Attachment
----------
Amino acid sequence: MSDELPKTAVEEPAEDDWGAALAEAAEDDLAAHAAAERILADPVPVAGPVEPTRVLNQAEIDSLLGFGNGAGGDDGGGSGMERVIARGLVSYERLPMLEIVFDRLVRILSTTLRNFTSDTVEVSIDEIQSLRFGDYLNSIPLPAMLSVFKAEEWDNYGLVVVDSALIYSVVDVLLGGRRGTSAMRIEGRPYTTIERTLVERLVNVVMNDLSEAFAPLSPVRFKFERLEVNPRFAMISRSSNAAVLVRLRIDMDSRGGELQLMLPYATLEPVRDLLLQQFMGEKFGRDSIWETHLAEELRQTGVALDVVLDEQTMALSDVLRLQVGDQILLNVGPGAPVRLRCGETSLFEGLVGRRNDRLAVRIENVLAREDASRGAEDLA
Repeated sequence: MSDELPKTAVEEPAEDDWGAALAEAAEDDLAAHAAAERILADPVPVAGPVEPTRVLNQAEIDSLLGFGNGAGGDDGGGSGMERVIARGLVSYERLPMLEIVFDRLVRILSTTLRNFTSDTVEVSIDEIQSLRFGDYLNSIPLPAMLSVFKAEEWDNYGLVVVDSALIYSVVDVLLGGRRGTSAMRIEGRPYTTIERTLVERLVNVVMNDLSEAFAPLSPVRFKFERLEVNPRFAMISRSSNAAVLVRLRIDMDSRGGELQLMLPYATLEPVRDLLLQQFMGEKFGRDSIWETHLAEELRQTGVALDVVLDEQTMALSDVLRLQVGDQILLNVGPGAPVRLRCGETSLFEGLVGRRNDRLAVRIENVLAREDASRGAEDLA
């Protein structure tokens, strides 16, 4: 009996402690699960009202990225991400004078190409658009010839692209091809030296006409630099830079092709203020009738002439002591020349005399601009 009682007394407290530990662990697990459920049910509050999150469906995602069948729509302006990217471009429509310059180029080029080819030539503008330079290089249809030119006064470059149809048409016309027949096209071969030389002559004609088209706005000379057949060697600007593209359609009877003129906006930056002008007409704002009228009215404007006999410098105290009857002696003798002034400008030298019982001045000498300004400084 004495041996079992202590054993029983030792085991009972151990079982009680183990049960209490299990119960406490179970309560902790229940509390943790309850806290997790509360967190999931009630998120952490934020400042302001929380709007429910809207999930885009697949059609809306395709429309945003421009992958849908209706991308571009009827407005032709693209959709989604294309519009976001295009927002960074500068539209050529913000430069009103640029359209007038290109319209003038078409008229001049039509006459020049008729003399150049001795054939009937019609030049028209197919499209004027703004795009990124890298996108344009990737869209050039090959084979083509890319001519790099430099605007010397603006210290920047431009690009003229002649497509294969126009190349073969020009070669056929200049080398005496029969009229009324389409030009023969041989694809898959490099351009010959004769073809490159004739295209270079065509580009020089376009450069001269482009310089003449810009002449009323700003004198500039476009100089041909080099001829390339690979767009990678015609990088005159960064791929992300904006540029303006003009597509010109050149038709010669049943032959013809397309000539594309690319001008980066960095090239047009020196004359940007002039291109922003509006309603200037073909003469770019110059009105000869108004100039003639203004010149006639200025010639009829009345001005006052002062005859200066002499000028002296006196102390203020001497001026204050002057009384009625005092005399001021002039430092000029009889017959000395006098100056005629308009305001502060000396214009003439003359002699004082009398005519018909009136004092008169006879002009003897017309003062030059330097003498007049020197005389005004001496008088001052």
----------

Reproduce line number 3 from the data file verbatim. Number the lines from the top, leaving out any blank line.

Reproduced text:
């Protein structure tokens, strides 16, 4: 009996402690699960009202990225991400004078190409658009010839692209091809030296006409630099830079092709203020009738002439002591020349005399601009 009682007394407290530990662990697990459920049910509050999150469906995602069948729509302006990217471009429509310059180029080029080819030539503008330079290089249809030119006064470059149809048409016309027949096209071969030389002559004609088209706005000379057949060697600007593209359609009877003129906006930056002008007409704002009228009215404007006999410098105290009857002696003798002034400008030298019982001045000498300004400084 004495041996079992202590054993029983030792085991009972151990079982009680183990049960209490299990119960406490179970309560902790229940509390943790309850806290997790509360967190999931009630998120952490934020400042302001929380709007429910809207999930885009697949059609809306395709429309945003421009992958849908209706991308571009009827407005032709693209959709989604294309519009976001295009927002960074500068539209050529913000430069009103640029359209007038290109319209003038078409008229001049039509006459020049008729003399150049001795054939009937019609030049028209197919499209004027703004795009990124890298996108344009990737869209050039090959084979083509890319001519790099430099605007010397603006210290920047431009690009003229002649497509294969126009190349073969020009070669056929200049080398005496029969009229009324389409030009023969041989694809898959490099351009010959004769073809490159004739295209270079065509580009020089376009450069001269482009310089003449810009002449009323700003004198500039476009100089041909080099001829390339690979767009990678015609990088005159960064791929992300904006540029303006003009597509010109050149038709010669049943032959013809397309000539594309690319001008980066960095090239047009020196004359940007002039291109922003509006309603200037073909003469770019110059009105000869108004100039003639203004010149006639200025010639009829009345001005006052002062005859200066002499000028002296006196102390203020001497001026204050002057009384009625005092005399001021002039430092000029009889017959000395006098100056005629308009305001502060000396214009003439003359002699004082009398005519018909009136004092008169006879002009003897017309003062030059330097003498007049020197005389005004001496008088001052």